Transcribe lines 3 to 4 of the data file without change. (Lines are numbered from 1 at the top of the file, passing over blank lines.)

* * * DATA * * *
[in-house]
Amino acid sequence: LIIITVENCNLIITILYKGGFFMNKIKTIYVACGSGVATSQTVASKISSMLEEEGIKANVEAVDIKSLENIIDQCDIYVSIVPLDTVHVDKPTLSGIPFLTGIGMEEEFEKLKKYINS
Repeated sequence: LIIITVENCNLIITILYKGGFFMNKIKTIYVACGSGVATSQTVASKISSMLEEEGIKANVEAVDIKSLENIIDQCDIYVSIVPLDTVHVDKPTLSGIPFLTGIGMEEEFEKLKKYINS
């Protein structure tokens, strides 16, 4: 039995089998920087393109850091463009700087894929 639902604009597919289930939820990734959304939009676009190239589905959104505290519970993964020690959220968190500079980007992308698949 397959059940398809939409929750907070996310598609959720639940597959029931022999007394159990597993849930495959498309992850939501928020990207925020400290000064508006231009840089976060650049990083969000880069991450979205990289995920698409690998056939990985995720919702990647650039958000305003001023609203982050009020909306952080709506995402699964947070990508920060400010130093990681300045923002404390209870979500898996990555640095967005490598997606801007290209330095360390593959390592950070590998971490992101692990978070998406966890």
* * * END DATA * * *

Repeated sequence: LIIITVENCNLIITILYKGGFFMNKIKTIYVACGSGVATSQTVASKISSMLEEEGIKANVEAVDIKSLENIIDQCDIYVSIVPLDTVHVDKPTLSGIPFLTGIGMEEEFEKLKKYINS
């Protein structure tokens, strides 16, 4: 039995089998920087393109850091463009700087894929 639902604009597919289930939820990734959304939009676009190239589905959104505290519970993964020690959220968190500079980007992308698949 397959059940398809939409929750907070996310598609959720639940597959029931022999007394159990597993849930495959498309992850939501928020990207925020400290000064508006231009840089976060650049990083969000880069991450979205990289995920698409690998056939990985995720919702990647650039958000305003001023609203982050009020909306952080709506995402699964947070990508920060400010130093990681300045923002404390209870979500898996990555640095967005490598997606801007290209330095360390593959390592950070590998971490992101692990978070998406966890």